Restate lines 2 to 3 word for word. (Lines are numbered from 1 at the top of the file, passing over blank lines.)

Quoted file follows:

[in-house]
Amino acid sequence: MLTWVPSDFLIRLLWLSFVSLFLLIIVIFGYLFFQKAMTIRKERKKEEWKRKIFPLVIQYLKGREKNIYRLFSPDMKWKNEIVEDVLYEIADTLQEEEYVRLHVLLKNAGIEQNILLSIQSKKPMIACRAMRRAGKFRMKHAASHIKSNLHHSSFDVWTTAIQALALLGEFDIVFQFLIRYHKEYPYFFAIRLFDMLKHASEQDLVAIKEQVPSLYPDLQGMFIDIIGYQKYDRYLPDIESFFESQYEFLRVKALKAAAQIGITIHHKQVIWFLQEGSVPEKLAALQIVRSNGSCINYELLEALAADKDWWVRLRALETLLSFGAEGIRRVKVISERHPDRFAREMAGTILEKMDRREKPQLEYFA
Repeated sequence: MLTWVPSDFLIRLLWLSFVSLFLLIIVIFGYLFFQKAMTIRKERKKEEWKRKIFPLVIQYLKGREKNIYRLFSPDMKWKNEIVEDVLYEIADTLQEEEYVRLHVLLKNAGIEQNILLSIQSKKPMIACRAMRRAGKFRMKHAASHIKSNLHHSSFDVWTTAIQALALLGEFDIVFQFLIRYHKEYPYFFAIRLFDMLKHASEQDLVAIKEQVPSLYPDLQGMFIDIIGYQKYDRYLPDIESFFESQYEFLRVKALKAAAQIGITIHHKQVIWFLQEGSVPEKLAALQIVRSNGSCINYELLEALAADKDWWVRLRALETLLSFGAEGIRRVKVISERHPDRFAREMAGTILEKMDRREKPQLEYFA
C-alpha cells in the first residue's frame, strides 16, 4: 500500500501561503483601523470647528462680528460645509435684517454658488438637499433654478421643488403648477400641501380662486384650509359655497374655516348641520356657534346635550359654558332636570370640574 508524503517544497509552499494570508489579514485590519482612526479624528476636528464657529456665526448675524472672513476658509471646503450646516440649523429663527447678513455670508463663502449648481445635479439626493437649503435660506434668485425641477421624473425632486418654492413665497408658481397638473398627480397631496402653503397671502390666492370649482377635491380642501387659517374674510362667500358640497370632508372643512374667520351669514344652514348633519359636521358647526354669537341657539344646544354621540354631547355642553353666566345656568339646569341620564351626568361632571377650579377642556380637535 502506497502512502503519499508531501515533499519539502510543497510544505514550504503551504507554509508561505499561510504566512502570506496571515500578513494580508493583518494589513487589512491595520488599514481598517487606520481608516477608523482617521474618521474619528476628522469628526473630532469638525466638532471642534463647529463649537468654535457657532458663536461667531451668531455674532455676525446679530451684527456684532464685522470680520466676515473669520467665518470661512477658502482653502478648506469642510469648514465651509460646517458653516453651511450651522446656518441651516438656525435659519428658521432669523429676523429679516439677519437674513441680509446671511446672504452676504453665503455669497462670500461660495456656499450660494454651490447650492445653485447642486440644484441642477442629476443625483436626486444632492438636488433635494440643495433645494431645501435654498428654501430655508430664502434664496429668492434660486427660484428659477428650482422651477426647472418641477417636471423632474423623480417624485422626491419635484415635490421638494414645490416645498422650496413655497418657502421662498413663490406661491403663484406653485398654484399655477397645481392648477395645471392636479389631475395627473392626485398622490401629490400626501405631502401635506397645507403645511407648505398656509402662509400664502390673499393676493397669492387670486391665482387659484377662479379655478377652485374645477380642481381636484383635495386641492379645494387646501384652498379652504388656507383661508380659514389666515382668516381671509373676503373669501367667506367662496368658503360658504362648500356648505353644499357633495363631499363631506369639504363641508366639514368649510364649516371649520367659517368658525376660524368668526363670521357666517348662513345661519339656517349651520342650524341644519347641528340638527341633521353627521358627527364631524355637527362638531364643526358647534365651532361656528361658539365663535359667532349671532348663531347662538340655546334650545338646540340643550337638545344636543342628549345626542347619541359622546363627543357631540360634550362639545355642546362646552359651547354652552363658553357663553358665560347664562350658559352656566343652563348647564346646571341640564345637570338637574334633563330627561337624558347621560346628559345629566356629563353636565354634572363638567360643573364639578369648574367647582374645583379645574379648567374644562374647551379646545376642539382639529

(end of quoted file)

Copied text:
Amino acid sequence: MLTWVPSDFLIRLLWLSFVSLFLLIIVIFGYLFFQKAMTIRKERKKEEWKRKIFPLVIQYLKGREKNIYRLFSPDMKWKNEIVEDVLYEIADTLQEEEYVRLHVLLKNAGIEQNILLSIQSKKPMIACRAMRRAGKFRMKHAASHIKSNLHHSSFDVWTTAIQALALLGEFDIVFQFLIRYHKEYPYFFAIRLFDMLKHASEQDLVAIKEQVPSLYPDLQGMFIDIIGYQKYDRYLPDIESFFESQYEFLRVKALKAAAQIGITIHHKQVIWFLQEGSVPEKLAALQIVRSNGSCINYELLEALAADKDWWVRLRALETLLSFGAEGIRRVKVISERHPDRFAREMAGTILEKMDRREKPQLEYFA
Repeated sequence: MLTWVPSDFLIRLLWLSFVSLFLLIIVIFGYLFFQKAMTIRKERKKEEWKRKIFPLVIQYLKGREKNIYRLFSPDMKWKNEIVEDVLYEIADTLQEEEYVRLHVLLKNAGIEQNILLSIQSKKPMIACRAMRRAGKFRMKHAASHIKSNLHHSSFDVWTTAIQALALLGEFDIVFQFLIRYHKEYPYFFAIRLFDMLKHASEQDLVAIKEQVPSLYPDLQGMFIDIIGYQKYDRYLPDIESFFESQYEFLRVKALKAAAQIGITIHHKQVIWFLQEGSVPEKLAALQIVRSNGSCINYELLEALAADKDWWVRLRALETLLSFGAEGIRRVKVISERHPDRFAREMAGTILEKMDRREKPQLEYFA